Completed: Vintage inspired Mae blouse

I've mentioned before that I often stand in front of my wardrobe each morning and ask what I am going to wear that day when it looks full. For work I have enough trousers and skirts but I'm lacking in tops to pair them with. The beautiful Mae blouse by Abby at bluegingerdoll kept whispering that it was part of the solution and I bought the pattern with some of my Christmas money. 

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I chose to focus on the fit for this project. I made my first toile after grading the pattern out one size between the bust and the waist. As I had hoped the front fitted well, straight out of the packet. This pattern is designed for us girls with a slightly larger cup size meaning I didn't need to worry about an FBA. What I didn't expect was the size of the back bodice. It just wouldn't do up after the second button. I slashed the toile in a straight line just away from the dart on each side and, ably assisted by Adam, worked out how much extra I needed - 7cm on each side at my hips! I transferred this to the paper pattern and then tried a second toile. This one revealed there was too much length in the back bodice and I removed about 2cm. I promise that the top fits better than it looks in the photos. I thought I had pulled it down enough before taking the photos but clearly I hadn't. The neckline does sit smoothly and there isn't that much excess fabric at the back.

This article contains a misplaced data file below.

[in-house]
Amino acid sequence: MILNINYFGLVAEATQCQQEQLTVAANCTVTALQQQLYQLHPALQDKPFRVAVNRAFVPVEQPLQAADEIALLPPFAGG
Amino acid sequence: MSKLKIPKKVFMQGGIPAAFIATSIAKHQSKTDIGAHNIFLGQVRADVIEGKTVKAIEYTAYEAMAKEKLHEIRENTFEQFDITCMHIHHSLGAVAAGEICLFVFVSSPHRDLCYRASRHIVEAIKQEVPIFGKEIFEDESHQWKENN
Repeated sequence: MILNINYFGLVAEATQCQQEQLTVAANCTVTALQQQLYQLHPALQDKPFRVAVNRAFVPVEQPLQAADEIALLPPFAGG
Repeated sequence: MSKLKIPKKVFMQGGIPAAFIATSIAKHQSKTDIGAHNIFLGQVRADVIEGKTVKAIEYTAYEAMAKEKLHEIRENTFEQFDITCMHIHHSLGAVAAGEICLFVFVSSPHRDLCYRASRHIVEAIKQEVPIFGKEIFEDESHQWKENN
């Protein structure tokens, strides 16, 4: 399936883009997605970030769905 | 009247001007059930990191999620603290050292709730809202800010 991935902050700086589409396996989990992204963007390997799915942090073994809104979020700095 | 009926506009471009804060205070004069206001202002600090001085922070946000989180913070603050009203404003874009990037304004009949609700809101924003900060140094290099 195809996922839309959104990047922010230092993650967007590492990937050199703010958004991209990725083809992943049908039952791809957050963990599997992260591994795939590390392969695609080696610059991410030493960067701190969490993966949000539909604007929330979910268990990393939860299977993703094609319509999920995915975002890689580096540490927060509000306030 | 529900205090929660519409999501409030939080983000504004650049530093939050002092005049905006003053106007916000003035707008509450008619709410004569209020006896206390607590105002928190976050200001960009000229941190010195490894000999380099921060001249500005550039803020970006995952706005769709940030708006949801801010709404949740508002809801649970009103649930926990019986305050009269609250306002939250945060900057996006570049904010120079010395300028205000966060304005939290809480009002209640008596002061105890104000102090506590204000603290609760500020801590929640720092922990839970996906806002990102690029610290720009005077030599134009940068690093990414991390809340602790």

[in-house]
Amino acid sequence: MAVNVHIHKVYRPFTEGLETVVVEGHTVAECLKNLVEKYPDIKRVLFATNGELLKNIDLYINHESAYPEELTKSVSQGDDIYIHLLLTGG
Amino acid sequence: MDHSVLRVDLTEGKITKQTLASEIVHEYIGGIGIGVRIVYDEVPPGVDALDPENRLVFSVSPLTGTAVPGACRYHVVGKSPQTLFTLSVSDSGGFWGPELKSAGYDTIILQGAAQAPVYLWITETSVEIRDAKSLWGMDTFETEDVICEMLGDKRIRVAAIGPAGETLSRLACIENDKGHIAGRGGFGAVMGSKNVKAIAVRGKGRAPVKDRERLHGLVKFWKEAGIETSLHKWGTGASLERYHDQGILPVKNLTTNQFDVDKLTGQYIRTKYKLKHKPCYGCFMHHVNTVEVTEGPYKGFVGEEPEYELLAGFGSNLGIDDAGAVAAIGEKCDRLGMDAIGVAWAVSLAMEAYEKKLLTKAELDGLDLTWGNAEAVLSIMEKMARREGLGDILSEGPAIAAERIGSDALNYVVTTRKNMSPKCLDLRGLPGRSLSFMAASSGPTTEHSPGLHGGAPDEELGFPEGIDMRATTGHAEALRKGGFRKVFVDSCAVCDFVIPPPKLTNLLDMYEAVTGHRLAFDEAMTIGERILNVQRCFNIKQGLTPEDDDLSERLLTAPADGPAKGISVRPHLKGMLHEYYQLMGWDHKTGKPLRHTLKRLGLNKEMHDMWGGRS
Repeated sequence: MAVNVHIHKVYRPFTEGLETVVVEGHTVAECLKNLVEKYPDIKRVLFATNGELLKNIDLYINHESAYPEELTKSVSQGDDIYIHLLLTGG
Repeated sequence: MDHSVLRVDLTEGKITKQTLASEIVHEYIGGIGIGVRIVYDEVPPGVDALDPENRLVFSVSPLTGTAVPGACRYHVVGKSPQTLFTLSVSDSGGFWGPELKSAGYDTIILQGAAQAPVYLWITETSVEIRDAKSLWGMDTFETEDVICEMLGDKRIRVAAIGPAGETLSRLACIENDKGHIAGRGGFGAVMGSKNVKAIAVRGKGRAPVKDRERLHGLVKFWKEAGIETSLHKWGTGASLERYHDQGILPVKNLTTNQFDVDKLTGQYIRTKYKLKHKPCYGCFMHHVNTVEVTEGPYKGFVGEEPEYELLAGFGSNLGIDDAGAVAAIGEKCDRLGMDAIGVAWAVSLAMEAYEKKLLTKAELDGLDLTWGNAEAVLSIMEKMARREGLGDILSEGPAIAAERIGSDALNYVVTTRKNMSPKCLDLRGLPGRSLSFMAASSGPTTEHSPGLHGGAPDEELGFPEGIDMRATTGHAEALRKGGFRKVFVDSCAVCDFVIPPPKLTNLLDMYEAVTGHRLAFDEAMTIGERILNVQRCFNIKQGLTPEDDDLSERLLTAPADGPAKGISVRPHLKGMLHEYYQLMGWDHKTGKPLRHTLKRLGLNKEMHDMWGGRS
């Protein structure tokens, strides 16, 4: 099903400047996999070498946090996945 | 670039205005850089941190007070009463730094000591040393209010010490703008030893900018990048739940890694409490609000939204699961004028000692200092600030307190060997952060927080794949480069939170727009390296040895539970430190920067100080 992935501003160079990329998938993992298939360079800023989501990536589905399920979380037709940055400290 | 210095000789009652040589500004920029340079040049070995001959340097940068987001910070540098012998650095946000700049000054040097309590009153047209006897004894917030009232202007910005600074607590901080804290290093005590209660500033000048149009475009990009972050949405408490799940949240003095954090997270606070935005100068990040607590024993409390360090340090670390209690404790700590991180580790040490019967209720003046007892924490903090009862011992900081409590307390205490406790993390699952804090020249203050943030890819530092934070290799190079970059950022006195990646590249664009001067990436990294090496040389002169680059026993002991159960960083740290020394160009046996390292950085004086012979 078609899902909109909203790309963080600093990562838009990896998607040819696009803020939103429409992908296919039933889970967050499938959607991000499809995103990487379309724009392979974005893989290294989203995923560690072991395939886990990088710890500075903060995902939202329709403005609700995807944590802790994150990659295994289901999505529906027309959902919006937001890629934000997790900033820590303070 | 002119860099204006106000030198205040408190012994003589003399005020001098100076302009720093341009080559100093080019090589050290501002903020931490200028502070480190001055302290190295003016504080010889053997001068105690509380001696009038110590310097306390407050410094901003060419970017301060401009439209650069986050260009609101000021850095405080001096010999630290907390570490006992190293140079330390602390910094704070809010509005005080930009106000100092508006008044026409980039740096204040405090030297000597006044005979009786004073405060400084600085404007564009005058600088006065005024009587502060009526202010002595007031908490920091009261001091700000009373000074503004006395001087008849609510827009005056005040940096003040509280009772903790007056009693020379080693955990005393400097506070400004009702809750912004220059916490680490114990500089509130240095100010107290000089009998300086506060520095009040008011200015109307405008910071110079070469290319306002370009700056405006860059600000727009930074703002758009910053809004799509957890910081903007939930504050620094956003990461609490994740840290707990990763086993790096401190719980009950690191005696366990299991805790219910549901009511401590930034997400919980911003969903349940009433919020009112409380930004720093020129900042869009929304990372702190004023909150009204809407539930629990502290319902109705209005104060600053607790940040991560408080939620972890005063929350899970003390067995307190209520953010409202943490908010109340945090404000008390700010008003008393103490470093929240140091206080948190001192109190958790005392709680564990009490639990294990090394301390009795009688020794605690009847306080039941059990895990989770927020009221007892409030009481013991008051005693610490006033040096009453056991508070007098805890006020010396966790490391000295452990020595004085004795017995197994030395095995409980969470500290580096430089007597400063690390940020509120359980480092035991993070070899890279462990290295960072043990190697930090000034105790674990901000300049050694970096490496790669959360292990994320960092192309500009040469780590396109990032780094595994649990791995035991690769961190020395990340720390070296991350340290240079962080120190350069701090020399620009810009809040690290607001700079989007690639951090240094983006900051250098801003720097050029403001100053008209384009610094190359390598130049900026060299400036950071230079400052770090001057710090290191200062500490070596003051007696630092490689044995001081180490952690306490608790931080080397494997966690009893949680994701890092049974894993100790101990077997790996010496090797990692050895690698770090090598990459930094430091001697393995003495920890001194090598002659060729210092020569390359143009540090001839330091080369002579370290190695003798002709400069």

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Alterations completed I cut into this gorgeous blue cotton at Darn It and Stitch when I popped in to stock up on seam rippers. I just couldn't resist it and knew immediately that it would work perfectly as a Mae. For the buttons I wanted some that wouldn't detract from the pattern but compliment it and chose plain white ones with a little shine. 

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Constructing the top is straightforward. I decided to finish the facings by using white bias tape, which I also added to the side seams. I love little details on the inside! Normally I don't like facings but these are different. They are a little wider than you normally find and I think this makes a big difference. They sit nicely around the neckline and the armsyce and don't pop up when you put on a jacket (a reoccurring problem for me). My facings are interfaced with a lightweight white cotton as try as I might, I couldn't find my fusible interfacing anywhere. 

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Creating scallops was new to me. The finished look of scallops made me think they were tricky but some careful cutting, slower sewing and this tutorial from Abby revealed that they can be simple. It was great to see the curve take shape when ironing out the seam line. I was surprised at how smooth the curves are on my first attempt. 

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Even more surprisingly the button holes were a breeze and worked first time on all of them! I slip stitched the hem in place and I'm glad I took the time to do this as the stitches are practically invisible. I chose not to hem at the recommended 1" as I prefer my tops to be longer so settled on 5/8". 

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Overall I really like this top. It feels fitted but not constricting. The neckline feels as elegant on as it looks in print and I love the kimono sleeves. However, they finish a little too low at the sides and I would raise this for the next make. It looks great tucked into a skirt. It will also work untucked with a pair of trousers without a belt that makes me look pregnant. I'm not - it is the knot of the Miette skirt belt! I can't wait to brighten up my dark coloured skirts and trousers for the office this week.